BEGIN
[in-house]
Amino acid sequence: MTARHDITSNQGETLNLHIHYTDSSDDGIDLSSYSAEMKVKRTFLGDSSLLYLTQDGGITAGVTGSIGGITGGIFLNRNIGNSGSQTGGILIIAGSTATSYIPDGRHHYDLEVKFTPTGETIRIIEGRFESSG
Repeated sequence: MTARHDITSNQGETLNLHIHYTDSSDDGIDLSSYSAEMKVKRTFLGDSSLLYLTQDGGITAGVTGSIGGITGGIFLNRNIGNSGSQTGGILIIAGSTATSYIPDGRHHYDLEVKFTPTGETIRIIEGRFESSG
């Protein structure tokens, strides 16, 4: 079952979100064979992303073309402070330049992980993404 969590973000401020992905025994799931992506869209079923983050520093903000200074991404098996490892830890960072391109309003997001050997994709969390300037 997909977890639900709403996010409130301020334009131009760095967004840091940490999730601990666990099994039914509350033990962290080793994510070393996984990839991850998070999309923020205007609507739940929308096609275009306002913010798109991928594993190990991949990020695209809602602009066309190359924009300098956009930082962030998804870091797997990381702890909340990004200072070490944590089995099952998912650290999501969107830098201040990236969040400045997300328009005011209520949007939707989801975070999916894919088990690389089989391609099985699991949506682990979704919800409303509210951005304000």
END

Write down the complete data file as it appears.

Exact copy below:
[in-house]
Amino acid sequence: MTARHDITSNQGETLNLHIHYTDSSDDGIDLSSYSAEMKVKRTFLGDSSLLYLTQDGGITAGVTGSIGGITGGIFLNRNIGNSGSQTGGILIIAGSTATSYIPDGRHHYDLEVKFTPTGETIRIIEGRFESSG
Repeated sequence: MTARHDITSNQGETLNLHIHYTDSSDDGIDLSSYSAEMKVKRTFLGDSSLLYLTQDGGITAGVTGSIGGITGGIFLNRNIGNSGSQTGGILIIAGSTATSYIPDGRHHYDLEVKFTPTGETIRIIEGRFESSG
């Protein structure tokens, strides 16, 4: 079952979100064979992303073309402070330049992980993404 969590973000401020992905025994799931992506869209079923983050520093903000200074991404098996490892830890960072391109309003997001050997994709969390300037 997909977890639900709403996010409130301020334009131009760095967004840091940490999730601990666990099994039914509350033990962290080793994510070393996984990839991850998070999309923020205007609507739940929308096609275009306002913010798109991928594993190990991949990020695209809602602009066309190359924009300098956009930082962030998804870091797997990381702890909340990004200072070490944590089995099952998912650290999501969107830098201040990236969040400045997300328009005011209520949007939707989801975070999916894919088990690389089989391609099985699991949506682990979704919800409303509210951005304000």